Foodservice Equipment Reports

Lack Of Training Is Costly

When we redesigned the magazine at the end of 2012, we added our new department Back Story. Each month, we hit up service technicians—members of the Commercial Food Equipment Service Association—and ask them to share their best (or craziest) service-call stories. They all have tales to tell. These anecdotes make for fun reading, but they also provide us the opportunity to suggest how operators can avoid making the same mistakes others have made when they fail to stem the misuse or abuse of their foodservice equipment. 

This month, I’m using our archive of Back Story articles for a presentation to the Association of Correctional Food Service Affiliates during their annual conference. As I share the stories, some of which are really funny and others downright dangerous, I also provide a list of five to seven “must-do” operational and maintenance tips for several categories of equipment, from griddles to combis to dishmachines.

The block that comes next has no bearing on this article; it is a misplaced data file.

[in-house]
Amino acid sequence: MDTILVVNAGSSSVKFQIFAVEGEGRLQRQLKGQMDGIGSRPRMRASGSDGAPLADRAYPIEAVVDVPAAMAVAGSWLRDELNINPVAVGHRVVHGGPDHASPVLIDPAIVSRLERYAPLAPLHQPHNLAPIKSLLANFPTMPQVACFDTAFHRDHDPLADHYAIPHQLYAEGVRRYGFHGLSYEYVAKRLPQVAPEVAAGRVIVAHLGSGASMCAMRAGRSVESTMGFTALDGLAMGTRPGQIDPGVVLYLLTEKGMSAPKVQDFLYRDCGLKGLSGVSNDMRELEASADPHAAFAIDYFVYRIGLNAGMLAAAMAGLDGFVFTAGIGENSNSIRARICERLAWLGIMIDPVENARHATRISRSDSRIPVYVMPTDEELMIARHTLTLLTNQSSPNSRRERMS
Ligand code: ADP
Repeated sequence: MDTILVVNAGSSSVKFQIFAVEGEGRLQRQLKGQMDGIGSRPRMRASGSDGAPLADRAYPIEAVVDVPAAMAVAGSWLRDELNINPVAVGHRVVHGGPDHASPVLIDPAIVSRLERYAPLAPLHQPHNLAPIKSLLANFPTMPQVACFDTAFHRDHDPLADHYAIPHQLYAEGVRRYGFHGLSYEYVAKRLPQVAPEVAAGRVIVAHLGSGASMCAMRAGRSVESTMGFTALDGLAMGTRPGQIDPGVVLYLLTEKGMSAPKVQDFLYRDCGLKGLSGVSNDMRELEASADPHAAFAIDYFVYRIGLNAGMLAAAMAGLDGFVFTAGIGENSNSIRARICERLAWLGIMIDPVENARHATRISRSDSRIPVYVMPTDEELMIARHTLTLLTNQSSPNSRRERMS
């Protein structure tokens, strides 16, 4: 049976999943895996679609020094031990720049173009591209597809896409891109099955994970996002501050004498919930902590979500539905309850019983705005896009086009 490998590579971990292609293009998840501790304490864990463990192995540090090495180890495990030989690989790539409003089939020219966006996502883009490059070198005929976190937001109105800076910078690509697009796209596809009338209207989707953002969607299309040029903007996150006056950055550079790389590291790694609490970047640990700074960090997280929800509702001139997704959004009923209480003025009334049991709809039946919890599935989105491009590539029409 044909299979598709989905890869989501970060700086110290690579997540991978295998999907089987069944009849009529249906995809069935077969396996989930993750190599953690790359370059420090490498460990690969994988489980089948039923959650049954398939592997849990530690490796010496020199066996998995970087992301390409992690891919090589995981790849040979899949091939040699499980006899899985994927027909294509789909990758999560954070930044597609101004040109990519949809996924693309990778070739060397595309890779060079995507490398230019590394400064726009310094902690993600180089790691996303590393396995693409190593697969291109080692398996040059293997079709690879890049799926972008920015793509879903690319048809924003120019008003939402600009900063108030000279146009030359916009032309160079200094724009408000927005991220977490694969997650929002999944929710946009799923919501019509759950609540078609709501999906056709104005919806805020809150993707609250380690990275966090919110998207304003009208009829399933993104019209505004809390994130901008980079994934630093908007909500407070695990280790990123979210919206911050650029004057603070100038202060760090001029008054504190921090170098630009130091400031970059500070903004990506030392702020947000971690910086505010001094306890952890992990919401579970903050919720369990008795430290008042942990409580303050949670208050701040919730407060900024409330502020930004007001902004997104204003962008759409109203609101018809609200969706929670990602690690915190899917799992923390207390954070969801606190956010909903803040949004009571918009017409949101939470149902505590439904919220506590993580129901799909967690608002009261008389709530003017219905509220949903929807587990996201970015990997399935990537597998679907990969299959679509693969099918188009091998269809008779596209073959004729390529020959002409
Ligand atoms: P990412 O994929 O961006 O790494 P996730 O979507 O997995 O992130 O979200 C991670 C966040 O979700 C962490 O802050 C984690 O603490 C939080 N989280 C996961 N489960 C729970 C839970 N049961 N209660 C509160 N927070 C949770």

To prepare for the presentation, I reread all 18 of the Back Story articles we’ve done, and I was really struck anew by how much damage—really costly damage—results when employers fail to train their employees on how to use equipment properly. In several cases, employees on a morning shift might get trained while a second or third shift or weekend staff doesn’t. Or managers will swear their people aren’t hosing down equipment or throwing ice on hot griddles, only to find out the cleaning crew is to blame. In every story, proper training would save thousands of dollars in service repairs and downtime. And employee misuse or abuse of the equipment voids the warranty. 

So why the heck is training so hard? Training is never “one and done”; it’s an ongoing endeavor that only works with constant repetition. Relying on employees’ common sense is risky. You can never assume employees will understand the obvious—that metal flatware should not go in the pulper, harsh chemical concentrates should be diluted or the combi drain is for water, not grease.

I would love to find out if any of you have an equipment training program that works well. In 2015, we’re planning to do an exclusive on how chains can track service and repairs effectively and quantify the benefits of preventive maintenance programs. A case study on effective training programs would make a great companion piece. Send me an email at if you think your chain or organization has a good policy in place, and you’re willing to share.

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